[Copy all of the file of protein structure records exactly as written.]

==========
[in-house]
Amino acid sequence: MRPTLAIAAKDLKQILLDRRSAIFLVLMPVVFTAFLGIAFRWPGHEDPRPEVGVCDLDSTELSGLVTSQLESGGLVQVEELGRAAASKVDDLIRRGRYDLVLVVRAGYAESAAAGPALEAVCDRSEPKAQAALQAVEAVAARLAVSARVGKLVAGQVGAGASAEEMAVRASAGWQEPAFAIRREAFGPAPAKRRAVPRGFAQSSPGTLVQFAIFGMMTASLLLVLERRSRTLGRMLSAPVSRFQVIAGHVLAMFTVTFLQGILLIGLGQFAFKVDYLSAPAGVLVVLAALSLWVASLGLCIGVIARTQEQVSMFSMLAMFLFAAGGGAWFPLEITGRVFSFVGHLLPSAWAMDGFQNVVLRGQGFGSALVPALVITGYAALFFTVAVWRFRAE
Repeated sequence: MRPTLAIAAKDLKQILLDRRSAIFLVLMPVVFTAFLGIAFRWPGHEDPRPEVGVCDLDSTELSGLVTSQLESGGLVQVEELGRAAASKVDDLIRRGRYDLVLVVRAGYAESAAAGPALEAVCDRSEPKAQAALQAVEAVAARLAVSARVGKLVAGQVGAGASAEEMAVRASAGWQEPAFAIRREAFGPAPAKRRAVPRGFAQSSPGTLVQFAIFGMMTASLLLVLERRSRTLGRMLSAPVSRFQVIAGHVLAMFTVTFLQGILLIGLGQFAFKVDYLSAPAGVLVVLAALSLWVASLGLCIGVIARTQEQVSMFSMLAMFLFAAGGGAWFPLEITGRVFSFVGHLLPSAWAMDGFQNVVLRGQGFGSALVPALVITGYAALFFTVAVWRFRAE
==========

[in-house]
Amino acid sequence: MRPTLAIAAKDLKQILLDRRSAIFLVLMPVVFTAFLGIAFRWPGHEDPRPEVGVCDLDSTELSGLVTSQLESGGLVQVEELGRAAASKVDDLIRRGRYDLVLVVRAGYAESAAAGPALEAVCDRSEPKAQAALQAVEAVAARLAVSARVGKLVAGQVGAGASAEEMAVRASAGWQEPAFAIRREAFGPAPAKRRAVPRGFAQSSPGTLVQFAIFGMMTASLLLVLERRSRTLGRMLSAPVSRFQVIAGHVLAMFTVTFLQGILLIGLGQFAFKVDYLSAPAGVLVVLAALSLWVASLGLCIGVIARTQEQVSMFSMLAMFLFAAGGGAWFPLEITGRVFSFVGHLLPSAWAMDGFQNVVLRGQGFGSALVPALVITGYAALFFTVAVWRFRAE
Repeated sequence: MRPTLAIAAKDLKQILLDRRSAIFLVLMPVVFTAFLGIAFRWPGHEDPRPEVGVCDLDSTELSGLVTSQLESGGLVQVEELGRAAASKVDDLIRRGRYDLVLVVRAGYAESAAAGPALEAVCDRSEPKAQAALQAVEAVAARLAVSARVGKLVAGQVGAGASAEEMAVRASAGWQEPAFAIRREAFGPAPAKRRAVPRGFAQSSPGTLVQFAIFGMMTASLLLVLERRSRTLGRMLSAPVSRFQVIAGHVLAMFTVTFLQGILLIGLGQFAFKVDYLSAPAGVLVVLAALSLWVASLGLCIGVIARTQEQVSMFSMLAMFLFAAGGGAWFPLEITGRVFSFVGHLLPSAWAMDGFQNVVLRGQGFGSALVPALVITGYAALFFTVAVWRFRAE